But capitalism, at its heart, is about finding and creating efficiencies in production, operations, financial capacity and mobility (presumably culminating in an orgasmic celebration of Ayn Rand copulating with a throbbing dollar sign). A product is made, and its desirability in the marketplace determines its value, price, and cost, all of which are run through various operational processes to find the most efficient methods of production, pricing, and distribution.

What we've borne witness to was no unique moment -- it was a small, insular group of spreadsheet bookies, armed with an arcane formula none of them understood, and a withering sense of entitlement that more than offset their distaste for accountability. It's organized crime, dressed up with the trappings of legitimacy and the furbelows of institutional opacity.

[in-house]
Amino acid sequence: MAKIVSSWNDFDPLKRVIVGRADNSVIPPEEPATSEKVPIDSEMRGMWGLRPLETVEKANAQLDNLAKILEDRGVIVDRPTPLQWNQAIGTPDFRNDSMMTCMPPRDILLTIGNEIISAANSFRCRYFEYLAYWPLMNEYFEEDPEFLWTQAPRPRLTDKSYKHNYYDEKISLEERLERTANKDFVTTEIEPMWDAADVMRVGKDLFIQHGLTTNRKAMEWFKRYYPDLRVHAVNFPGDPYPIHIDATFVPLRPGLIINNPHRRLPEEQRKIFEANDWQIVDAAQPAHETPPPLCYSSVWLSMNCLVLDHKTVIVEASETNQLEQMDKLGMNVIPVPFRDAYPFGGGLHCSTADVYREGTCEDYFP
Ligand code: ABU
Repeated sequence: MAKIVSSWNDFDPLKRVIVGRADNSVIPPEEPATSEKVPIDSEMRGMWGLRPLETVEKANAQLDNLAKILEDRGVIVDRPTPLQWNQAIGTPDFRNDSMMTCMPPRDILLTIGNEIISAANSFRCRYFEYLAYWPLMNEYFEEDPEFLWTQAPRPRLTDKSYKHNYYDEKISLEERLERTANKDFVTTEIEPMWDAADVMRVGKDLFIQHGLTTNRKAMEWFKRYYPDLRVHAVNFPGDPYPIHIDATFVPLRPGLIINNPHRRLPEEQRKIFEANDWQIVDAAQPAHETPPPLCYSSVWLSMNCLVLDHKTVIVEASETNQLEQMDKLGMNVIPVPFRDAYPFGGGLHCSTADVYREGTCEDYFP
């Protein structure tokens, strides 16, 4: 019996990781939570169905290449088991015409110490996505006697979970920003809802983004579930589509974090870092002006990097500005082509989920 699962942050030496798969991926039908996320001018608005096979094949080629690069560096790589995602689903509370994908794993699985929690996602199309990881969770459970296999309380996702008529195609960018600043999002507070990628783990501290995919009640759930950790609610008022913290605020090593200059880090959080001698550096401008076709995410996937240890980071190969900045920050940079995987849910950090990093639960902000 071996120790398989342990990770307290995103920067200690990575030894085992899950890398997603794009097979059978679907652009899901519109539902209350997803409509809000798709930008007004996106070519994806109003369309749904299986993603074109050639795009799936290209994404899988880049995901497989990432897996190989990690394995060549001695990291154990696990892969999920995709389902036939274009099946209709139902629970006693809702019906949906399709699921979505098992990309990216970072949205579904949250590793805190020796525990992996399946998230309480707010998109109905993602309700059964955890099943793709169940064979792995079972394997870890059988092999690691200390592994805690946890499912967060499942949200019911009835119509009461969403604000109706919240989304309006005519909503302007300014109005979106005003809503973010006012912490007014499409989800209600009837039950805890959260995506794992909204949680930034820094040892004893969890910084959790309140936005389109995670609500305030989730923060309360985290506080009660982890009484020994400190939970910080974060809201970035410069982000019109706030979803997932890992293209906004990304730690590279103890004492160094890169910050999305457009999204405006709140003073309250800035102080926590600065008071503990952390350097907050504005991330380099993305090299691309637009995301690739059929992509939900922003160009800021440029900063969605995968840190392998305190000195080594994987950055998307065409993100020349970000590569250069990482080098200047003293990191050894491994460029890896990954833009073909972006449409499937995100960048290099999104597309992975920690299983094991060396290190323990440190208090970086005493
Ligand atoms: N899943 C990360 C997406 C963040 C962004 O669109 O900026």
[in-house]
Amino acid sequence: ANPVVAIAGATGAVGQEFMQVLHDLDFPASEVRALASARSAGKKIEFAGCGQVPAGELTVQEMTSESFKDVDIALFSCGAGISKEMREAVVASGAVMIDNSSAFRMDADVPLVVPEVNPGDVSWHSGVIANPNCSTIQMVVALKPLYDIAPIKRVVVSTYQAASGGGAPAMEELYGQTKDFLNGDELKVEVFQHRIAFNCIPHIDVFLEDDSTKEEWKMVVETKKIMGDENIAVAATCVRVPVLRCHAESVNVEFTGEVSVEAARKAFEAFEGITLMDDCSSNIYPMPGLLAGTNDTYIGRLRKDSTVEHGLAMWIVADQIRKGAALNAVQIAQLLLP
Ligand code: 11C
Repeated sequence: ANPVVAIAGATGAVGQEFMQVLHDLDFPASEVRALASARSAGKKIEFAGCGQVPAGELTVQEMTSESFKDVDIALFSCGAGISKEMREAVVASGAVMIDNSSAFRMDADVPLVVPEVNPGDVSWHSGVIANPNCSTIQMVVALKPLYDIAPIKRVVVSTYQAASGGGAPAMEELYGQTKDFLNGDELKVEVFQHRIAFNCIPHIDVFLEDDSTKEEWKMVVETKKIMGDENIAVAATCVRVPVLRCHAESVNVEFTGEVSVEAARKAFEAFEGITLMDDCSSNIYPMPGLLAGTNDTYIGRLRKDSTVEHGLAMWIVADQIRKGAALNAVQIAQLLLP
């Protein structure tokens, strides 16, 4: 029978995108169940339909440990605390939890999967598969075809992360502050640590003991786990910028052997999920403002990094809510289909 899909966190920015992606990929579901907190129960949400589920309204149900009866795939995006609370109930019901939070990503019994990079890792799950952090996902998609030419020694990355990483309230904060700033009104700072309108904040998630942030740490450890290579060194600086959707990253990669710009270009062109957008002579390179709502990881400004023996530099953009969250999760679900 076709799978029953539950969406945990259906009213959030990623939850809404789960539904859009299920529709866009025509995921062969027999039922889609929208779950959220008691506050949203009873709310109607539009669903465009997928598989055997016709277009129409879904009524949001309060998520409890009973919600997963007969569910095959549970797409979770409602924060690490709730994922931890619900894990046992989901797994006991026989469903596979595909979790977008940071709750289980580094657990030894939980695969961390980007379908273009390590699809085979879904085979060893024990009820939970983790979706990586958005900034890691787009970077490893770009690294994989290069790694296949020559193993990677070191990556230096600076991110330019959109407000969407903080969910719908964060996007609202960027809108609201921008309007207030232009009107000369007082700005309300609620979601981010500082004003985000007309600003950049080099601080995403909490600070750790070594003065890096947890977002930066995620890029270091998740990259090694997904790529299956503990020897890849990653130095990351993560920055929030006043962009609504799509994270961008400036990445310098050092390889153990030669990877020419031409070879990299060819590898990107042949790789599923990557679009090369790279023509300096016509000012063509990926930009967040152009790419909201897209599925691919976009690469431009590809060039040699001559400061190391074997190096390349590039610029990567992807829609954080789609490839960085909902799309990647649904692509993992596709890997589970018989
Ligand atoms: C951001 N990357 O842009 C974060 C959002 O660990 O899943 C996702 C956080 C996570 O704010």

The difference is that thieves and grifters didn't always have Excel to help them commit their crimes more quickly and efficiently, and on a much grander scale. Bank robbery is for pikers; the man who can fuck over the entire planet and make them pay for it besides is someone to be reckoned with. Neither Adam Smith nor Hyman Minsky could have predicted the stranglehold such people have on the financial engine of the world, and they sure as hell wouldn't have recognized it as capitalism.

One of my many pet peeves is the oft-misquoted Bible verse regarding money, which in fact states that it is the love of money that is the root of all evil. Again, it is not capitalism that fails people, it is the other way around. It is the painstaking worship of money for its very own sake, for the cause of sheer accumulation and nothing else, for the studied indifference to the greater utilitarian good in the service of greater pyramidal asset/income disparities. It's people who buy enough influence to tell you to your face that they deserve all your money, and you should be grateful for the privilege of mortgaging your grandchildren's futures to cover their gambling losses, and they're gonna do it again, and there ain't a fuckin' thing you can do about it, podna.